A recent small study examined the presence of bacterial DNA in synovial fluids of native or clinically aseptically failed prosthetic joints from patients having periodontal disease and arthritis to determine whether there is bacterial spread from the oral cavity to the joints. There were 36 subjects enrolled in the study, and among these, 11 were diagnosed with rheumatoid arthritis (RA) and 25 were diagnosed with osteoarthritis (OA). Eight patients with OA and 1 patient with RA had failed prostheses. Synovial fluid was aspirated from the affected hip or knee joint. Pooled subgingival plaque samples were collected, followed by a clinical periodontal examination. Bacterial DNA was extracted from the collected synovial fluid and dental plaque samples were followed by polymerase chain reactions and DNA sequence analysis of the 16S-23S rRNA genes.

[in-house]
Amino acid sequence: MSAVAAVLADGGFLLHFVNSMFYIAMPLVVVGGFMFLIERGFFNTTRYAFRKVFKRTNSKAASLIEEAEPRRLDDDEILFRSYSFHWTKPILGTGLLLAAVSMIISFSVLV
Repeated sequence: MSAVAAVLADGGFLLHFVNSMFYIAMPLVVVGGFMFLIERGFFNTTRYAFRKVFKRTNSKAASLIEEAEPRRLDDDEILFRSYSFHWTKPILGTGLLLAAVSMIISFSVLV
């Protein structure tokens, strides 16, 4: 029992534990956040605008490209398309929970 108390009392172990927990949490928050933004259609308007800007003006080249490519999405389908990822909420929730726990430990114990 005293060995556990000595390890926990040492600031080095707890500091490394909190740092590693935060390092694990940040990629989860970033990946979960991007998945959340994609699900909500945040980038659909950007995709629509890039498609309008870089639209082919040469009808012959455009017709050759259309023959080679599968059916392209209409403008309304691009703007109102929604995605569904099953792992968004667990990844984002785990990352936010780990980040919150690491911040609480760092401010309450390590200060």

Of the 36 patients, bacterial DNA was detected in the synovial fluid samples from 5 patients (13.9%): 2 with RA (1 native and 1 failed prosthetic joints) and 3 with OA (1 native and 2 failed prosthetic joints). Of these 5 patients, 2 were diagnosed with periodontitis and had identical bacterial clones (Fusobacterium nucleatum and Serratia proteamaculans, respectively) detected in both the synovial fluid and the dental plaque samples. Fusobacterium nucleatum was the most prevalent, detected in 4 of the 5 positive samples.
The present findings of bacterial DNA in the synovial fluid suggest the possibility of organisms translocating from the periodontal tissue to the synovium.
Jay M. Marks, DMD a general dentist in Danbury, CT suggests that if you have arthritis or failed prosthetic joints, you should be examined for periodontal diseases and seek treatment, or have an examination to find out if you have periodontal disease in order to prevent the above problems!